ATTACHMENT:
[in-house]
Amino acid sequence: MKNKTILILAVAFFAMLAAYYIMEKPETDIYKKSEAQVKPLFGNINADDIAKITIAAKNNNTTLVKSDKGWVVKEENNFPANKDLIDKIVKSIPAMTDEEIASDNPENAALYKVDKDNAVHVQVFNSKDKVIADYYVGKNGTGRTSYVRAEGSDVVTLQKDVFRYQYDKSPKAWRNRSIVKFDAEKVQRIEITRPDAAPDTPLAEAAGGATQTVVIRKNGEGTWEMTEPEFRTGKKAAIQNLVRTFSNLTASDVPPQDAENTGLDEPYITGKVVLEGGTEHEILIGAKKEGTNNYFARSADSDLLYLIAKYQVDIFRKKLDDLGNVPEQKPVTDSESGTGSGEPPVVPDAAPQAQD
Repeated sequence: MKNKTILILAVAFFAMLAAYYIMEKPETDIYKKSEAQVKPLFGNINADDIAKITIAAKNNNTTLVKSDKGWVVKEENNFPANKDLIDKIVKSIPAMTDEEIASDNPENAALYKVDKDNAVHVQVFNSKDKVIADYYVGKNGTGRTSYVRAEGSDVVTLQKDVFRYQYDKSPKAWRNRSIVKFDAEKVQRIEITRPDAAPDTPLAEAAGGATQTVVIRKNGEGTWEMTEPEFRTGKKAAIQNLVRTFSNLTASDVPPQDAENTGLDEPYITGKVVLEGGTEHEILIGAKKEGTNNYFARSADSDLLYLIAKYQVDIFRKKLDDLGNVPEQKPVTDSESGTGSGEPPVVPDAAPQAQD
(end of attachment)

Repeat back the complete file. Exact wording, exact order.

[in-house]
Amino acid sequence: MKNKTILILAVAFFAMLAAYYIMEKPETDIYKKSEAQVKPLFGNINADDIAKITIAAKNNNTTLVKSDKGWVVKEENNFPANKDLIDKIVKSIPAMTDEEIASDNPENAALYKVDKDNAVHVQVFNSKDKVIADYYVGKNGTGRTSYVRAEGSDVVTLQKDVFRYQYDKSPKAWRNRSIVKFDAEKVQRIEITRPDAAPDTPLAEAAGGATQTVVIRKNGEGTWEMTEPEFRTGKKAAIQNLVRTFSNLTASDVPPQDAENTGLDEPYITGKVVLEGGTEHEILIGAKKEGTNNYFARSADSDLLYLIAKYQVDIFRKKLDDLGNVPEQKPVTDSESGTGSGEPPVVPDAAPQAQD
Repeated sequence: MKNKTILILAVAFFAMLAAYYIMEKPETDIYKKSEAQVKPLFGNINADDIAKITIAAKNNNTTLVKSDKGWVVKEENNFPANKDLIDKIVKSIPAMTDEEIASDNPENAALYKVDKDNAVHVQVFNSKDKVIADYYVGKNGTGRTSYVRAEGSDVVTLQKDVFRYQYDKSPKAWRNRSIVKFDAEKVQRIEITRPDAAPDTPLAEAAGGATQTVVIRKNGEGTWEMTEPEFRTGKKAAIQNLVRTFSNLTASDVPPQDAENTGLDEPYITGKVVLEGGTEHEILIGAKKEGTNNYFARSADSDLLYLIAKYQVDIFRKKLDDLGNVPEQKPVTDSESGTGSGEPPVVPDAAPQAQD